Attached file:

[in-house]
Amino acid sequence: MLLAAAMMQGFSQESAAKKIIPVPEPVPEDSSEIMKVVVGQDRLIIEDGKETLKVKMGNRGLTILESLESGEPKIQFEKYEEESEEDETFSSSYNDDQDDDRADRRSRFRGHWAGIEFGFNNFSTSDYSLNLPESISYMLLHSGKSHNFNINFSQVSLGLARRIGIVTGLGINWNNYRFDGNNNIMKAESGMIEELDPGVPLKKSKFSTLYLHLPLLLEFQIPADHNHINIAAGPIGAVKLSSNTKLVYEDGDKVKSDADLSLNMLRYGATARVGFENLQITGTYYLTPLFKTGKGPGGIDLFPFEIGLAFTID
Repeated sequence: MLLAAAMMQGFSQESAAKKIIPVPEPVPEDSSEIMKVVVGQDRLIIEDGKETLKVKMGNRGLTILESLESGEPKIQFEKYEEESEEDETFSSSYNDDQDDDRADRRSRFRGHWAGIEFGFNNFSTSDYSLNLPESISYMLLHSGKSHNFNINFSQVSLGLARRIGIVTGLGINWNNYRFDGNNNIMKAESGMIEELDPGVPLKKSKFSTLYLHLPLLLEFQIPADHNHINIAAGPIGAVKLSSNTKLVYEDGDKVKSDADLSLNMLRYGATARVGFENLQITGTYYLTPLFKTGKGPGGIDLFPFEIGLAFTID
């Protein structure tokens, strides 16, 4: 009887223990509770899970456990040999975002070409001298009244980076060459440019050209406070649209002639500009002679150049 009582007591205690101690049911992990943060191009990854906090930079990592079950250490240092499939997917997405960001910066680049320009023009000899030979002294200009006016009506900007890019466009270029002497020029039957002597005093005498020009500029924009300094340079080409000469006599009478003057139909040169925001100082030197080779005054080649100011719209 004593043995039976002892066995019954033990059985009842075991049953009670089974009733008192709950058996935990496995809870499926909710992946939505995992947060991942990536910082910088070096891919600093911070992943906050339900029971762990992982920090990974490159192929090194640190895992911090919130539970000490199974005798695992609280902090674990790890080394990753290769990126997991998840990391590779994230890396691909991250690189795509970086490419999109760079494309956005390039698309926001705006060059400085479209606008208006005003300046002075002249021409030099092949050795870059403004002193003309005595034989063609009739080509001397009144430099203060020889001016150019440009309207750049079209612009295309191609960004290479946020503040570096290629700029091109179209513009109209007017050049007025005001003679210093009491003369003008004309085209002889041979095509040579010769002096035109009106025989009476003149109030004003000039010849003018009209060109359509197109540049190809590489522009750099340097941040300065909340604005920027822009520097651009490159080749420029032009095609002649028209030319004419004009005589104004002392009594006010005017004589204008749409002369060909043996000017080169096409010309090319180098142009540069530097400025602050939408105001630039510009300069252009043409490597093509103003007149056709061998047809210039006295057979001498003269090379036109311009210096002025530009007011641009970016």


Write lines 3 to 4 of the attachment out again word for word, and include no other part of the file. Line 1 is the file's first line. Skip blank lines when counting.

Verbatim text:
Repeated sequence: MLLAAAMMQGFSQESAAKKIIPVPEPVPEDSSEIMKVVVGQDRLIIEDGKETLKVKMGNRGLTILESLESGEPKIQFEKYEEESEEDETFSSSYNDDQDDDRADRRSRFRGHWAGIEFGFNNFSTSDYSLNLPESISYMLLHSGKSHNFNINFSQVSLGLARRIGIVTGLGINWNNYRFDGNNNIMKAESGMIEELDPGVPLKKSKFSTLYLHLPLLLEFQIPADHNHINIAAGPIGAVKLSSNTKLVYEDGDKVKSDADLSLNMLRYGATARVGFENLQITGTYYLTPLFKTGKGPGGIDLFPFEIGLAFTID
């Protein structure tokens, strides 16, 4: 009887223990509770899970456990040999975002070409001298009244980076060459440019050209406070649209002639500009002679150049 009582007591205690101690049911992990943060191009990854906090930079990592079950250490240092499939997917997405960001910066680049320009023009000899030979002294200009006016009506900007890019466009270029002497020029039957002597005093005498020009500029924009300094340079080409000469006599009478003057139909040169925001100082030197080779005054080649100011719209 004593043995039976002892066995019954033990059985009842075991049953009670089974009733008192709950058996935990496995809870499926909710992946939505995992947060991942990536910082910088070096891919600093911070992943906050339900029971762990992982920090990974490159192929090194640190895992911090919130539970000490199974005798695992609280902090674990790890080394990753290769990126997991998840990391590779994230890396691909991250690189795509970086490419999109760079494309956005390039698309926001705006060059400085479209606008208006005003300046002075002249021409030099092949050795870059403004002193003309005595034989063609009739080509001397009144430099203060020889001016150019440009309207750049079209612009295309191609960004290479946020503040570096290629700029091109179209513009109209007017050049007025005001003679210093009491003369003008004309085209002889041979095509040579010769002096035109009106025989009476003149109030004003000039010849003018009209060109359509197109540049190809590489522009750099340097941040300065909340604005920027822009520097651009490159080749420029032009095609002649028209030319004419004009005589104004002392009594006010005017004589204008749409002369060909043996000017080169096409010309090319180098142009540069530097400025602050939408105001630039510009300069252009043409490597093509103003007149056709061998047809210039006295057979001498003269090379036109311009210096002025530009007011641009970016």